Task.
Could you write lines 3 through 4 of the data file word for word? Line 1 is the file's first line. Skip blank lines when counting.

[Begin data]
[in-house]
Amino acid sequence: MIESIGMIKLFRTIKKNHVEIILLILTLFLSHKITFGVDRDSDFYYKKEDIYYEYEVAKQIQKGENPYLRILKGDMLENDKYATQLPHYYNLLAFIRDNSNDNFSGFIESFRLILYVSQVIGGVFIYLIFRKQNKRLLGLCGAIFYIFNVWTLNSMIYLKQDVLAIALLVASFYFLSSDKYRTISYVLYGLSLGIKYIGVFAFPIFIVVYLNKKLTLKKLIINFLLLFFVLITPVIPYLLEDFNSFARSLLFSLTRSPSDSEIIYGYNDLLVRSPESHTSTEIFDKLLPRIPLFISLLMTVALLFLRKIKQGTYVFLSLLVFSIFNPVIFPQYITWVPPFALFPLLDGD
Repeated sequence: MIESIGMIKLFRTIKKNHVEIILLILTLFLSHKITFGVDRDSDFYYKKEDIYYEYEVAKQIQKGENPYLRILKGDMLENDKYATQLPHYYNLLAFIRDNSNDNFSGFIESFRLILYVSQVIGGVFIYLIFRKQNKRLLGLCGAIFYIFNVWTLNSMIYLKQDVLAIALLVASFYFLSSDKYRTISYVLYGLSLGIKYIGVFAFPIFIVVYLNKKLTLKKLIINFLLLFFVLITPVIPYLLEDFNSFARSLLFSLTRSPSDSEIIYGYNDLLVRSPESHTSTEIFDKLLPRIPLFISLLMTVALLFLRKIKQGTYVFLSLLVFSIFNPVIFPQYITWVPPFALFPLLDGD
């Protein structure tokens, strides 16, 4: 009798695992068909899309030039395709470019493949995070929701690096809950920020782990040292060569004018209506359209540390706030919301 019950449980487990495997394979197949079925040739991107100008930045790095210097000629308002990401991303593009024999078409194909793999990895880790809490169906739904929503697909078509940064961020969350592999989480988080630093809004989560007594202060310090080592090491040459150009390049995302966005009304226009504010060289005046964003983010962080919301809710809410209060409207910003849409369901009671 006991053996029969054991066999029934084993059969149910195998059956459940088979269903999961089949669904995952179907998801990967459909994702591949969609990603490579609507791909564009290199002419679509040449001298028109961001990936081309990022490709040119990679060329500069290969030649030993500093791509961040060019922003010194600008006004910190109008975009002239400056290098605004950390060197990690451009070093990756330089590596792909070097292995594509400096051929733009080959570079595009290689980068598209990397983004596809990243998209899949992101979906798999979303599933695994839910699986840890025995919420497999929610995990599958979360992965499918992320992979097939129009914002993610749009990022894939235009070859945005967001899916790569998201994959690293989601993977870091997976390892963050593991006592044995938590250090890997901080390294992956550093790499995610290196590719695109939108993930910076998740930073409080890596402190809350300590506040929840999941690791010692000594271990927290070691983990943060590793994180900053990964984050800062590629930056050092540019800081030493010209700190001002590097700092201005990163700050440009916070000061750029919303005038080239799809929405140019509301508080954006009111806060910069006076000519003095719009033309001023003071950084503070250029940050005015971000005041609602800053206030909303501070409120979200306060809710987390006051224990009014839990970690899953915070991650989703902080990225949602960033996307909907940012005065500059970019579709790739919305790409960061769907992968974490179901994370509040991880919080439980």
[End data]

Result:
Repeated sequence: MIESIGMIKLFRTIKKNHVEIILLILTLFLSHKITFGVDRDSDFYYKKEDIYYEYEVAKQIQKGENPYLRILKGDMLENDKYATQLPHYYNLLAFIRDNSNDNFSGFIESFRLILYVSQVIGGVFIYLIFRKQNKRLLGLCGAIFYIFNVWTLNSMIYLKQDVLAIALLVASFYFLSSDKYRTISYVLYGLSLGIKYIGVFAFPIFIVVYLNKKLTLKKLIINFLLLFFVLITPVIPYLLEDFNSFARSLLFSLTRSPSDSEIIYGYNDLLVRSPESHTSTEIFDKLLPRIPLFISLLMTVALLFLRKIKQGTYVFLSLLVFSIFNPVIFPQYITWVPPFALFPLLDGD
């Protein structure tokens, strides 16, 4: 009798695992068909899309030039395709470019493949995070929701690096809950920020782990040292060569004018209506359209540390706030919301 019950449980487990495997394979197949079925040739991107100008930045790095210097000629308002990401991303593009024999078409194909793999990895880790809490169906739904929503697909078509940064961020969350592999989480988080630093809004989560007594202060310090080592090491040459150009390049995302966005009304226009504010060289005046964003983010962080919301809710809410209060409207910003849409369901009671 006991053996029969054991066999029934084993059969149910195998059956459940088979269903999961089949669904995952179907998801990967459909994702591949969609990603490579609507791909564009290199002419679509040449001298028109961001990936081309990022490709040119990679060329500069290969030649030993500093791509961040060019922003010194600008006004910190109008975009002239400056290098605004950390060197990690451009070093990756330089590596792909070097292995594509400096051929733009080959570079595009290689980068598209990397983004596809990243998209899949992101979906798999979303599933695994839910699986840890025995919420497999929610995990599958979360992965499918992320992979097939129009914002993610749009990022894939235009070859945005967001899916790569998201994959690293989601993977870091997976390892963050593991006592044995938590250090890997901080390294992956550093790499995610290196590719695109939108993930910076998740930073409080890596402190809350300590506040929840999941690791010692000594271990927290070691983990943060590793994180900053990964984050800062590629930056050092540019800081030493010209700190001002590097700092201005990163700050440009916070000061750029919303005038080239799809929405140019509301508080954006009111806060910069006076000519003095719009033309001023003071950084503070250029940050005015971000005041609602800053206030909303501070409120979200306060809710987390006051224990009014839990970690899953915070991650989703902080990225949602960033996307909907940012005065500059970019579709790739919305790409960061769907992968974490179901994370509040991880919080439980």